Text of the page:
Keeping a light show fresh with unique looks throughout an entire concert is challenging enough, but Megan Alksninis of JDI Productions had to climb this creative hill twice on the recent Spring Invasion coheadlined by Atreyu and Motionless in White. Helping her accomplish this feat was a collection of eight Chauvet Professional Rogue R1 FX-B fixtures.
“Programming over 30 songs and creating different looks for each show was a rewarding challenge,” said Alksninis. “I had to approach both bands and each song individually, right down to the colour scheme. Motionless in White dips into the horror aspect of metal, which leans toward colours like green, congo, and amber, while Atreyu veers towards solid primary colours with white to make it punchy.”
Alksninis placed her Rogue FX-Bs on six JDI-customized lighting carts on stage and used them as the primary wash light for the floor package. With five individually controlled heads per fixture with full 360° pan/tilt, the addition of these eight fixtures offered the equivalent of 32 moving heads, creating endless possibilities for design. The 15W RGBW LEDs’ limitless colour mixes and blisteringly fast movements easily kept pace with the forceful, dynamic rhythms of both bands.
The otherworldly design, at times reminiscent of a UFO landing in a field of haze, also relied on two Amhaze Whisper units placed at the bottom of two lighting carts. “The Rogue FX-B fixtures really cut through the atmosphere, regardless of whatever else was happening on stage,” said Alksninis. “For Atreyu, I relied on a light haze to really showcase the intensity of the FX-B beams, and for MIW I increased the haze to create more of a fog effect, which made the beams and washes I was able to achieve look more mysterious and spooky.”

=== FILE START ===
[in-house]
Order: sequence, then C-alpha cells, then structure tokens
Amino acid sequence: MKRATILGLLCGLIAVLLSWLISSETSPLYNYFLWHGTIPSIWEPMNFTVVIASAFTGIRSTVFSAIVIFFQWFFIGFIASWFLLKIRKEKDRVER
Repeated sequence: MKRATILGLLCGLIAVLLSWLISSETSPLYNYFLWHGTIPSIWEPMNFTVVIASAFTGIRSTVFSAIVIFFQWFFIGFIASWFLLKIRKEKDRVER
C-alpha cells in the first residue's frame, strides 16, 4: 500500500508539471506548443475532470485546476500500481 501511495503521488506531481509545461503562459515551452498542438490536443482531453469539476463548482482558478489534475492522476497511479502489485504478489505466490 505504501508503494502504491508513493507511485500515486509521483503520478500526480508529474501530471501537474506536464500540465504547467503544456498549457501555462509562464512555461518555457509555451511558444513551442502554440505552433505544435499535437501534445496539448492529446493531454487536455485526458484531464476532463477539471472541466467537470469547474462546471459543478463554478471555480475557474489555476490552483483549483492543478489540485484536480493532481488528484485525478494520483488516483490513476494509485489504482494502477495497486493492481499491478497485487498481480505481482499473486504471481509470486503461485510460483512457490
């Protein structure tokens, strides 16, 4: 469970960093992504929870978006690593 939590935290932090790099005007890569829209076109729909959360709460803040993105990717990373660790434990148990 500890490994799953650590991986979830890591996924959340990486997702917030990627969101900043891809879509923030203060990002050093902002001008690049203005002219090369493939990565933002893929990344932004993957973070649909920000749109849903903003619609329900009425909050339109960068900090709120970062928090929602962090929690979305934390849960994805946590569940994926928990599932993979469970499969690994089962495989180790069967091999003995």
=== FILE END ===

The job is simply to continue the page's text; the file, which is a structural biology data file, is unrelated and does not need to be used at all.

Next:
For the Spring Invasion tour, Alksninis didn’t need a large number of lights to make the show look massive. Relying on the multi-faceted Rogue FX-B fixtures, she created two distinctive looks for Atreyu and Motionless in White that suited each band’s unique performance style and transported the audience to an alienesque landscape where aggressive drumming, screaming guitars and head-pounding rhythms ruled.